Where does evil come from?
The ultimate source of evil is the devil. The Bible tells us that the devil was once an angel of light, who fell because of pride. The devil tempts us, but we are free, and it is up to us whether we fall for the devil’s traps. The devil is very cunning, so we need to be vigilant and watchful. The Apostle Peter warns us: “Be sober, be vigilant; because your adversary the devil walks about like a roaring lion, seeking whom he may devour” (1 Peter 5:8). We must not be complacent, believing we are good and that we will never fall into the devil’s traps, we should not underestimate how clever the devil is, “Let him who thinks he stands take heed lest he fall” (1 Corinthians 10:12).
The Church Fathers tell us that as well as the devil, evil can come for two other sources: from the world and from us.
The world was created by God and is good and beautiful. When the Bible and Church Fathers talk about the world as an enemy, they are referring to the worldly mindset. A worldly mindset is one that is superficial, that emphasizes what has only short term value and not what has eternal value, a focus on money, or looks, or material things, the opinions of other people, human glory and prestige. Worldly people can become very busy: with their work, social commitments, etc. Not that it is bad to work etc, but there is a problem when there is no time for our spiritual development.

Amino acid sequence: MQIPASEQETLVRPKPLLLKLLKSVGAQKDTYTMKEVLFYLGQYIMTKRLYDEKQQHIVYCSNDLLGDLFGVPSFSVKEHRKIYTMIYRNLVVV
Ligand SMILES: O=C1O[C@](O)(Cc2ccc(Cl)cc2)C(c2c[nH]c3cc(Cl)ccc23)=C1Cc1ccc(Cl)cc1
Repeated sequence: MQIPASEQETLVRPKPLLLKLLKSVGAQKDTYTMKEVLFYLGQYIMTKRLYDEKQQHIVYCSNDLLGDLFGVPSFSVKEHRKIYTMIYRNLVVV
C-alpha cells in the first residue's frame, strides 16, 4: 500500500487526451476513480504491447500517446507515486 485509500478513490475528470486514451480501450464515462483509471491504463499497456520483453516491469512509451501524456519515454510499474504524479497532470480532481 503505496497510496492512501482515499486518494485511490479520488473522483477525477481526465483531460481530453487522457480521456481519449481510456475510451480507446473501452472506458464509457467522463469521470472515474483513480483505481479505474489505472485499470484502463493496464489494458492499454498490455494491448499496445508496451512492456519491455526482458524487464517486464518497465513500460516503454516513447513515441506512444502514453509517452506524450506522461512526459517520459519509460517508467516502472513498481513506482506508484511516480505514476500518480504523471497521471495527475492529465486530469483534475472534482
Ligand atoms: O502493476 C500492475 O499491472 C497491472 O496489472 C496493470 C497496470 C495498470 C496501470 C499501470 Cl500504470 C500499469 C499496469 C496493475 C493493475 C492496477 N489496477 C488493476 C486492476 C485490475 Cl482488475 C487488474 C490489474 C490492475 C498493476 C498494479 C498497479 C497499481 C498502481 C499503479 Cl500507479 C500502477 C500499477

The Bible is quite clear that the “world” can lead us astray. In Romans 12:2 we read, “Do not be conformed to this world, but be transformed by the renewing of your mind” – the Apostle Paul is encouraging us not to conform, take the “form” of this world. The Apostle Paul’s advice is not to necessarily leave the world, but to not let the world entangle us: “No one engaged in warfare entangles himself with the affairs of this life” (2 Timothy 2:4). In James 1:27 we read, “Pure and undefiled religion before God and the Father is this: to visit orphans and widows in their trouble, and to keep oneself unspotted from the world”. It is significant that St James, defining religion, emphasizes two things, doing works of love, and not allowing the world to stain us. Later, in James 4:4 we read, “Do you not know that friendship with the world is enmity with God? Whoever therefore wants to be a friend of the world makes himself an enemy of God.”
The other source of evil is us. Our passions drag us away from God, do not allow us to progress in prayer and in the spiritual life, and lead, sooner or later, to our misery. Because we give in to our passions we cannot see God: “Blessed are the pure in heart, for they shall see God” (Matthew 5:8). Our passions also result in us hurting other people, even those we love the most. The following is a list of some of the passions, it is not complete:
- Gluttony (greediness in eating)
- Lust (uncontrolled and unlawful sexual desire)
- Avarice (greed for money)
- Judging others, not forgiving them, bitterness, grudges
- Insensitivity (hard heartedness, forgetfulness)
- Ακηδία – difficult to translate, probably best translated “listlessness”- so being lazy, the opposite of zeal and enthusiasm
- Vainglory (caring about what others think of us)
- Pride is described by St John of the Ladder as “the denial of God’s assistance, the extolling of one’s own exertions, demonic in character.” Those with pride just care about themselves, cannot benefit from constructive criticism, and tend to blame others, even if they are at fault.
† Fr D. K.
Source: October-November 2014 Lychnos Edition